Dear Mr. Electrician: How can I install a Generator Interlock Kit on my existing GE main circuit breaker panel so that I can connect a portable generator to it safely?
Answer: You first must determine if you have the needed circuit breaker spaces for a generator circuit breaker in your main electrical panel. Usually two, but sometimes three spaces are needed to accommodate the interlock kit. Then you need to order the correct generator interlock kit that is approved for your circuit breaker panel. On newer electrical panels many manufacturers make an accessory interlock kit. If you read the labeling inside of the panel carefully you should see a part number for the interlock kit for your panel. If your main circuit breaker panel is older you might be able to obtain a third party manufacturer interlock kit. The interlock kit shown on this post was made and sold by InterlockKit.com. The photos below depict the interlock kit installation onto a GE main circuit breaker panel that was originally installed in the 1980’s. NOTE: Text links below go to applicable products on Amazon.com
Main Breaker Interlock Kit Installation on a GE Load Center
Before beginning the job of installing an interlock kit on an existing main electrical panel, you should apply for an electrical permit at your local building department. Include a copy of the interlock kit installation instructions with your permit application. I always include a brief one page description of the work being done with my permit applications if I cannot fit all of the information on the permit application form. Wording such as “Electrical work consists of the installation of a third party manufactured interlock kit on an existing 150 amp, 30 circuit GE main electrical panel. A new 50 amp sub-panel is to be installed for relocated circuits. Generator inlet to be installed outside next to garage door.” is something that I probably used with the permit application for the installation depicted in this post.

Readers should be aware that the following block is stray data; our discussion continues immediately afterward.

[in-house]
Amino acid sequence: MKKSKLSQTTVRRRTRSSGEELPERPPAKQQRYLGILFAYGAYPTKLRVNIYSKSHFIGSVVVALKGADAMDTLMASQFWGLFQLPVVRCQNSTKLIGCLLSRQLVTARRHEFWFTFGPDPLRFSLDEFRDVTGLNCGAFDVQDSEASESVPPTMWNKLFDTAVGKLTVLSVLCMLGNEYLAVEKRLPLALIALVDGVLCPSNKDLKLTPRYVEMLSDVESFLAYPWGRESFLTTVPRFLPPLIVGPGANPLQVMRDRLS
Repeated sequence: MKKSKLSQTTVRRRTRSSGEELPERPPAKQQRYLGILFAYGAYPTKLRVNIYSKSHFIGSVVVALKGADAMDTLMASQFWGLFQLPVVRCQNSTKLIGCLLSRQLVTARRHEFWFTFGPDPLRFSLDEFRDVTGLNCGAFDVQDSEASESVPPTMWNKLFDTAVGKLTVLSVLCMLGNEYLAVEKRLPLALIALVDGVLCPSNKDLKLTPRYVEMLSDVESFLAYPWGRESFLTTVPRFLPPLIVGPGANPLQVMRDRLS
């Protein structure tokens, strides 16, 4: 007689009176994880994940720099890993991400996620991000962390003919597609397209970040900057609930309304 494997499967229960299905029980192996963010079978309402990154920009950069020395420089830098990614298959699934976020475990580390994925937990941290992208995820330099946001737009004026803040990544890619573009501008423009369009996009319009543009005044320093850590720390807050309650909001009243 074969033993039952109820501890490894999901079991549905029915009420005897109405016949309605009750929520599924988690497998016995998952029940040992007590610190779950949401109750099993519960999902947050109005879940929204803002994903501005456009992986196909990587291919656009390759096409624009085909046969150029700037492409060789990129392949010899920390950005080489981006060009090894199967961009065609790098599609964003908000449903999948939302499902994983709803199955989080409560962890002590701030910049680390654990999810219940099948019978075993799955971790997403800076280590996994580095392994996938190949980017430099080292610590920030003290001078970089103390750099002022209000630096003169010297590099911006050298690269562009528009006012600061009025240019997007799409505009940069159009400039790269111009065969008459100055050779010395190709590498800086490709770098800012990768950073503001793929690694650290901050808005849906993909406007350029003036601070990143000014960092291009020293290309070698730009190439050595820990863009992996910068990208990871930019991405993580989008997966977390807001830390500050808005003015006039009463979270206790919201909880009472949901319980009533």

I had a permit application for an interlock kit installation rejected once. After I submitted the paperwork, I received a call from the electrical sub-code official. He said that the state was no longer accepting the laboratory testing results of the third party interlock kit. Consequently I was not allowed to install that particular interlock kit as it would never pass inspection. I contacted the manufacturer and it was confirmed that my state was the only one that was no longer accepting the laboratory testing results from this one particular testing laboratory. The testing laboratory had stopped doing electrical testing, but their previous tests were good. My state would no longer accept even the previously accepted testing. The manufacturer said that they were in the process of paying to have all of their products retested by another testing laboratory that my state would accept.
When I first saw this client’s main electrical panel I noticed immediately that it was overloaded with circuits. The panel was only rated for 30 circuits, but due to the use of twin circuit breakers it contained more than 30 circuits. The homeowner wanted an interlock kit installed so that he could use his portable generator to power certain circuits in his house in the event of a utility company power failure.
The addition of a generator circuit breaker with the interlock kit in this particular GE load center required the use of three circuit breaker spaces. In order to pass inspection a sub-panel needed to be installed so that some of the circuits in the main panel could be removed and relocated. Consequently I also needed two additional circuit breaker spaces for the circuit breaker for the sub-panel.
I had to locate the new electrical sub-panel several feet away from the main panel due to a lack of space next to the main panel. It actually worked out well using EMT conduit to feed the sub-panel and to relocate the existing circuits. You can see my post on electrical conduit types here.